This evening, I am focusing on a historic Scottish town which does not normally feature on the ‘Tourist Trail’, namely Kilmarnock. The town  is situated between Glasgow and Ayr in S.W. Scotland and has a population of about 45,000. The name suggests an early Christian settlement named after a missionary called Ernon.

I visited Kilmarnock in the past in context of an ancestry themed tour.  In essence, Kilmarnock grew rapidly during the time of the Industrial Revolution (19th century) with prosperity generated through a wide range of industries including Textiles, Heavy Engineering, Carpet Manufacturing, Railway Manufacturing, and ‘Johnnie Walker’ Whisky (bottling plant). Unfortunately, most of these industries are either defunct or operating at a shadow of their former size. This decline has, inevitably, impacted on the town which is looking to ‘reinvent’ itself.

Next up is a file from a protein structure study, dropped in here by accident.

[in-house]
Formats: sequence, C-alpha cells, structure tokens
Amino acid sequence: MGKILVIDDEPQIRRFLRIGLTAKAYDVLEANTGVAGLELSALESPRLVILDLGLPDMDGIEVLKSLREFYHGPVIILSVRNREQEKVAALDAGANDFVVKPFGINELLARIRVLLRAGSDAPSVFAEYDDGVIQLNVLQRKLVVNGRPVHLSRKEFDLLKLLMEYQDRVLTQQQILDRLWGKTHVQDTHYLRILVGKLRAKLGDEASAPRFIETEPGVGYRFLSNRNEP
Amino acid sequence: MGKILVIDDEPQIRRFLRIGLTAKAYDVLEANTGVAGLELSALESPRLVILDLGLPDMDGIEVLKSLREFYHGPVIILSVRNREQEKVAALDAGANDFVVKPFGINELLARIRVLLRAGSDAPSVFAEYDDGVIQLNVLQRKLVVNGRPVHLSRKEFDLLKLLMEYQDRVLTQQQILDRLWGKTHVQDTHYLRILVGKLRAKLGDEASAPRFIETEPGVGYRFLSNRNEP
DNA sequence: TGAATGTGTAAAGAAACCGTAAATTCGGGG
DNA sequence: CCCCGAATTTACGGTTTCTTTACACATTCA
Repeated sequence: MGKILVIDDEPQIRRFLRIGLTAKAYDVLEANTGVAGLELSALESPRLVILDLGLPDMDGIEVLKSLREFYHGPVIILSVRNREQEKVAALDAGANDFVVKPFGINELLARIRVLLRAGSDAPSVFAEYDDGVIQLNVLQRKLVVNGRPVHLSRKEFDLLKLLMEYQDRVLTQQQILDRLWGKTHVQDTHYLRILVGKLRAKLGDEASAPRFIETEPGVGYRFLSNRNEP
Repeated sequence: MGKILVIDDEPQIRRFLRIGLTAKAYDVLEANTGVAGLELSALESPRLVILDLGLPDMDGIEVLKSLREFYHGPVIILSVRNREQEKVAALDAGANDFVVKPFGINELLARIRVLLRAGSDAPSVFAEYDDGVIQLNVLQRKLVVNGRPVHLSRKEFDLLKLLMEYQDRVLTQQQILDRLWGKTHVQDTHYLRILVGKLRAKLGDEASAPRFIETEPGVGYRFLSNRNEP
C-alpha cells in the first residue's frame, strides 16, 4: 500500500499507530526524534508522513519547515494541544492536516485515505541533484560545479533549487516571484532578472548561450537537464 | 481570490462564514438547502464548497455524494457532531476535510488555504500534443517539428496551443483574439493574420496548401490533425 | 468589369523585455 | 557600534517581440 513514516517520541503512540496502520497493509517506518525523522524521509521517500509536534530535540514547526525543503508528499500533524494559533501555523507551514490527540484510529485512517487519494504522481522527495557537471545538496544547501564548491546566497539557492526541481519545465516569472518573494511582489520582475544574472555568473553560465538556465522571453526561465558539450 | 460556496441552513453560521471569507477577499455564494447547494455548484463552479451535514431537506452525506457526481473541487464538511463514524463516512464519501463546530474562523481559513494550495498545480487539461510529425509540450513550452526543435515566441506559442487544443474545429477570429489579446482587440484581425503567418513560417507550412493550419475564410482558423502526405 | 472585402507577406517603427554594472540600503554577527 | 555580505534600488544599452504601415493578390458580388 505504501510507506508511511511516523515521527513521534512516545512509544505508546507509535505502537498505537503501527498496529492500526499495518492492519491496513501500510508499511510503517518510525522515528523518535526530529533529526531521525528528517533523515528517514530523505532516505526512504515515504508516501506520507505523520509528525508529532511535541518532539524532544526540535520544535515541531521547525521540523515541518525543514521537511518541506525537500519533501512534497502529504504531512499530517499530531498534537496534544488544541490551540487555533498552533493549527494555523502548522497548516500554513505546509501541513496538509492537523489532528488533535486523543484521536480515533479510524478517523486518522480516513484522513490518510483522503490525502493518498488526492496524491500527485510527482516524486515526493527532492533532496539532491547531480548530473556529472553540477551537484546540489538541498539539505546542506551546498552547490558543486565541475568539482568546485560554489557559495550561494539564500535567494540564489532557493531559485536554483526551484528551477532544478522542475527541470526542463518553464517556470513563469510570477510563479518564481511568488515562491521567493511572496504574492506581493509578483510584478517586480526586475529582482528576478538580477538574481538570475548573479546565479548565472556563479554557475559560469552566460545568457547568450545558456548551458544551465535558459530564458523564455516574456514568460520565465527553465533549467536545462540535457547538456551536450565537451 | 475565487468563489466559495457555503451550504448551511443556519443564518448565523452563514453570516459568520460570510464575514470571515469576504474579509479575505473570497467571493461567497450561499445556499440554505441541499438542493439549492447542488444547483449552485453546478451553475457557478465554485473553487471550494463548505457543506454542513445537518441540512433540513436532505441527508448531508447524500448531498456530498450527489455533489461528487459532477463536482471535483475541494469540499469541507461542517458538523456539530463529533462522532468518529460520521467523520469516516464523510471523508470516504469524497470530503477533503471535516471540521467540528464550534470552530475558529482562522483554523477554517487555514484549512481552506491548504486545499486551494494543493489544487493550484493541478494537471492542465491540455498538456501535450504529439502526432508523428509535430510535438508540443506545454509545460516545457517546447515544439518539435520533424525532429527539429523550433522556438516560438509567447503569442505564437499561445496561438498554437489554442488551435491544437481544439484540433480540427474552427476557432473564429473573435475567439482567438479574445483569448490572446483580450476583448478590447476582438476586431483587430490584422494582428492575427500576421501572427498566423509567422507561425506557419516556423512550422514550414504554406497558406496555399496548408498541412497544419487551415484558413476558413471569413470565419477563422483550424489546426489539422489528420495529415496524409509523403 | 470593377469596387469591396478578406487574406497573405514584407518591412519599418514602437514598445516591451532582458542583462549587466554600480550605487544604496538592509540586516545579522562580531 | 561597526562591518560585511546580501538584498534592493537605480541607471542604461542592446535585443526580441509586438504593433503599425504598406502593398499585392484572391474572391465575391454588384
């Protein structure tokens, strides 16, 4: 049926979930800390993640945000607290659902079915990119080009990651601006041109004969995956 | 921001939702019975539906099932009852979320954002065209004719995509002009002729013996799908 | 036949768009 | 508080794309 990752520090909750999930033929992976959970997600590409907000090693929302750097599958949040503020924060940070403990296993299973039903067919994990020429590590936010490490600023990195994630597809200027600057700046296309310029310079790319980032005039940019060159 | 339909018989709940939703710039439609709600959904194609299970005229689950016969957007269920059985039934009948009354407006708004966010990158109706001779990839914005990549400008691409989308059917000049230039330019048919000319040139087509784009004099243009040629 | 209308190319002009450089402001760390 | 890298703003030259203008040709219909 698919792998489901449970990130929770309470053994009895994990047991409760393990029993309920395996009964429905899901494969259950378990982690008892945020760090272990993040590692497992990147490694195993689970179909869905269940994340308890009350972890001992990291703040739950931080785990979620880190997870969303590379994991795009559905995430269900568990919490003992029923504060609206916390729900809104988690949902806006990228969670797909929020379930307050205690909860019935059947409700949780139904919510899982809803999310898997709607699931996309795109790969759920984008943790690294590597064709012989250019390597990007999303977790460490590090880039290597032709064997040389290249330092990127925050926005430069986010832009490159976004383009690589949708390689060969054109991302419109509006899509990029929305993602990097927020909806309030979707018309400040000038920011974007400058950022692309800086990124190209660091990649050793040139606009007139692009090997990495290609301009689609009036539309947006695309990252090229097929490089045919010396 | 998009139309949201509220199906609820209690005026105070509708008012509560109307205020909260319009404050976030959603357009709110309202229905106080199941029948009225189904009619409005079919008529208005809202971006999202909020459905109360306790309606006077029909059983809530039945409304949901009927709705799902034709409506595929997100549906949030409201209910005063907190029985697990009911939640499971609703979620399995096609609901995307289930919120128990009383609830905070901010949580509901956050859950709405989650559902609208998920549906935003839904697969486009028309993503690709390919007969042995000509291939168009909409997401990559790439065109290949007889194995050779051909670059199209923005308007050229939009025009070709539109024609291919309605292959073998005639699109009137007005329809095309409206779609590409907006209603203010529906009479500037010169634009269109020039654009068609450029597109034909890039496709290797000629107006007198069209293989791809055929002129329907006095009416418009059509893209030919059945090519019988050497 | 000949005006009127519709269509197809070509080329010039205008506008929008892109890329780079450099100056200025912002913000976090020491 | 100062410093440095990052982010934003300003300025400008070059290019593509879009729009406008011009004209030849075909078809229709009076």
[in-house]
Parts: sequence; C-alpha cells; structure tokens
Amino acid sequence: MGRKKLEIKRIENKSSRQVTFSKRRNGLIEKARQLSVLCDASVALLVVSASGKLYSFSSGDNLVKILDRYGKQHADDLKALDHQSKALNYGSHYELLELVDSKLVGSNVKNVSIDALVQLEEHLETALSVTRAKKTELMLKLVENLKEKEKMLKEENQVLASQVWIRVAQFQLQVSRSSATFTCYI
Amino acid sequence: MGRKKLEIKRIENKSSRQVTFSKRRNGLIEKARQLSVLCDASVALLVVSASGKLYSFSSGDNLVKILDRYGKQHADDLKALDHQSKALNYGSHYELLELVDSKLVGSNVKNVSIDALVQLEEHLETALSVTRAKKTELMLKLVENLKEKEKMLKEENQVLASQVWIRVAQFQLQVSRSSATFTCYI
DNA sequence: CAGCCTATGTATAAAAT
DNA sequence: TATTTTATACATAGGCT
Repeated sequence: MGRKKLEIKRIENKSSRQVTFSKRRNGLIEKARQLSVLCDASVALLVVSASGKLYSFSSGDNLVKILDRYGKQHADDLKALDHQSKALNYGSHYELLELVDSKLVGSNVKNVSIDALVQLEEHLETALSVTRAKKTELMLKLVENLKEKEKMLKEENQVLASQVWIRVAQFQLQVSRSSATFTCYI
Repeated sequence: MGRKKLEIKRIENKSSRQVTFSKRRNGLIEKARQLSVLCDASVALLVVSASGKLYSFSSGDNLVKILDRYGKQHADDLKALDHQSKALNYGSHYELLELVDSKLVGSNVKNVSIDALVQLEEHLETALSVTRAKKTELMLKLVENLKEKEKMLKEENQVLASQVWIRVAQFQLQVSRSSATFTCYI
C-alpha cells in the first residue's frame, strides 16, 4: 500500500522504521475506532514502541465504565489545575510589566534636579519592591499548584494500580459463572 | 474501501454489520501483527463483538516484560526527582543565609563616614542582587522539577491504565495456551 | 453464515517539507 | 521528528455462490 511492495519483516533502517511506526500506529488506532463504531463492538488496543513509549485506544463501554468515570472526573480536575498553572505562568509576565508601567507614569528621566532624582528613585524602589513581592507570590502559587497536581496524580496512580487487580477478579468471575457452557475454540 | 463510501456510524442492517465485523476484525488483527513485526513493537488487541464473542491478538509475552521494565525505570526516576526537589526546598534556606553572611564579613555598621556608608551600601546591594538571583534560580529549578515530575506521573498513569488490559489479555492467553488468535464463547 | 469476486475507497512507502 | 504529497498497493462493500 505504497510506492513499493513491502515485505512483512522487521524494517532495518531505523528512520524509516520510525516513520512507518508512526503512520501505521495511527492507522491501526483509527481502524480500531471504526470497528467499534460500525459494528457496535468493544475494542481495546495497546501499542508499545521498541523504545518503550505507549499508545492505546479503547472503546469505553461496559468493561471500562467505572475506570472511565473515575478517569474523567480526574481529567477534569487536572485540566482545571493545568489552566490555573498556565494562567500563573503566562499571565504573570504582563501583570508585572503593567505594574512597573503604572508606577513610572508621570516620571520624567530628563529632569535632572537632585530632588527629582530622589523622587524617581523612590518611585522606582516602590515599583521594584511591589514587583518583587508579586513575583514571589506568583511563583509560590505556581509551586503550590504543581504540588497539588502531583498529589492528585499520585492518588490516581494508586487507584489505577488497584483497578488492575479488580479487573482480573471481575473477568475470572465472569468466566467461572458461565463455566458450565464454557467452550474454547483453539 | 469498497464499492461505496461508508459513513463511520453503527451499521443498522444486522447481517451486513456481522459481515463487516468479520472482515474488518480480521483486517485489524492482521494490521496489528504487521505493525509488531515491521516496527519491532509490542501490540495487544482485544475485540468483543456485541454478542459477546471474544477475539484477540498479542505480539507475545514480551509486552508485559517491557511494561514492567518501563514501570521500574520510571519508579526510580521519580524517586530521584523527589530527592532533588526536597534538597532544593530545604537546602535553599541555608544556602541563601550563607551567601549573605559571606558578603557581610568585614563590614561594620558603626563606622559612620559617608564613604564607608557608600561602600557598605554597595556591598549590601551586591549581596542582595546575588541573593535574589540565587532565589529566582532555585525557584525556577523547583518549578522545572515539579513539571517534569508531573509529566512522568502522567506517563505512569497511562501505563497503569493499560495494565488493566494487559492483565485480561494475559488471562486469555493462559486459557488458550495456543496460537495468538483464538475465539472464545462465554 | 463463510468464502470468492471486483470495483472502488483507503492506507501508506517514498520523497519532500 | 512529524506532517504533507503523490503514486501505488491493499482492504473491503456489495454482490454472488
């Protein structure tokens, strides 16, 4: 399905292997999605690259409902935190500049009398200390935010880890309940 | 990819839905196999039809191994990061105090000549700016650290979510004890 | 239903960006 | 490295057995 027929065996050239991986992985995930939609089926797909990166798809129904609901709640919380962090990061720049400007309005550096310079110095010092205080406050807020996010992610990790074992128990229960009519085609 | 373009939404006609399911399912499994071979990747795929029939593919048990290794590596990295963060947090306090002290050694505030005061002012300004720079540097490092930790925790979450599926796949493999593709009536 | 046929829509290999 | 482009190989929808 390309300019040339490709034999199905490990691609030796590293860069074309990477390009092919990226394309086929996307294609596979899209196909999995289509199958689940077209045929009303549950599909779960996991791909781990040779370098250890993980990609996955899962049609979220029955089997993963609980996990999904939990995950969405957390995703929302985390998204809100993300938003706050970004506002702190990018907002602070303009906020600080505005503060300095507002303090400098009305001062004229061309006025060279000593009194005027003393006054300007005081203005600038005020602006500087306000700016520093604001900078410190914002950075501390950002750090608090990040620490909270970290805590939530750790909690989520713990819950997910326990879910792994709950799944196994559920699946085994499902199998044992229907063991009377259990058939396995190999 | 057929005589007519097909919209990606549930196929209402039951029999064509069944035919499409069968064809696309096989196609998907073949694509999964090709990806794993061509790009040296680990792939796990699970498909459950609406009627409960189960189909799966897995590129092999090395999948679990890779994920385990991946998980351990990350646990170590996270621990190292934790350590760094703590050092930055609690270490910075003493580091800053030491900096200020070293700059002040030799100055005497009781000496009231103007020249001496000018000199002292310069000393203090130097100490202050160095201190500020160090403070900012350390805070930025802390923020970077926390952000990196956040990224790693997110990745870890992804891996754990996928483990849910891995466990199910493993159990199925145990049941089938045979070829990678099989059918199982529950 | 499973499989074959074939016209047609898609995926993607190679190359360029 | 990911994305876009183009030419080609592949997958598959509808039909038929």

On a literary theme, the first collection of works by Scotland’s National Poet, Robert Burns was published in 1786 and known as the ‘Kilmarnock Edition’.
Old High Kirk, Kilmarnock
Old High Kirk, Kilmarnock, Scotland

 The town has a popular football (soccer) club which is a member of the Premier League, a grouping of Scotland’s top-ranked teams. 

Kilmarnock Football Club, Kilmarnock

Kilmarnock Football Club, Kilmarnock, Scotland

Overall, Kilmarnock has some interesting architecture to supplement its industrial history.

Elsewhere today, I have been working on various tour enquiries including self-drive.

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